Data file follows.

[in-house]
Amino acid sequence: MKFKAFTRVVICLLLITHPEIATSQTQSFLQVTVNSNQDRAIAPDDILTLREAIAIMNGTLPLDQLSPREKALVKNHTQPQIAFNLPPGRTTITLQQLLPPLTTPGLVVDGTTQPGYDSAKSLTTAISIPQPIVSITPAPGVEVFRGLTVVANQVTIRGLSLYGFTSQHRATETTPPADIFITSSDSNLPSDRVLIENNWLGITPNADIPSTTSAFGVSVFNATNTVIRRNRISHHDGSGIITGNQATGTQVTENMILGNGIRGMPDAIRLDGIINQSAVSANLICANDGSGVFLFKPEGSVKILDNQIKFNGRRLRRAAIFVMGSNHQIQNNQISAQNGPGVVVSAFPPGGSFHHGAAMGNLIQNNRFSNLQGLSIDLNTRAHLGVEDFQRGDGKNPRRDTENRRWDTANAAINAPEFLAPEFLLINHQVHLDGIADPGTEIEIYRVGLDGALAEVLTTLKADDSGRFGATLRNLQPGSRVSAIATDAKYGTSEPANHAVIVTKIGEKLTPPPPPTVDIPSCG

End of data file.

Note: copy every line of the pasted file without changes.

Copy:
[in-house]
Amino acid sequence: MKFKAFTRVVICLLLITHPEIATSQTQSFLQVTVNSNQDRAIAPDDILTLREAIAIMNGTLPLDQLSPREKALVKNHTQPQIAFNLPPGRTTITLQQLLPPLTTPGLVVDGTTQPGYDSAKSLTTAISIPQPIVSITPAPGVEVFRGLTVVANQVTIRGLSLYGFTSQHRATETTPPADIFITSSDSNLPSDRVLIENNWLGITPNADIPSTTSAFGVSVFNATNTVIRRNRISHHDGSGIITGNQATGTQVTENMILGNGIRGMPDAIRLDGIINQSAVSANLICANDGSGVFLFKPEGSVKILDNQIKFNGRRLRRAAIFVMGSNHQIQNNQISAQNGPGVVVSAFPPGGSFHHGAAMGNLIQNNRFSNLQGLSIDLNTRAHLGVEDFQRGDGKNPRRDTENRRWDTANAAINAPEFLAPEFLLINHQVHLDGIADPGTEIEIYRVGLDGALAEVLTTLKADDSGRFGATLRNLQPGSRVSAIATDAKYGTSEPANHAVIVTKIGEKLTPPPPPTVDIPSCG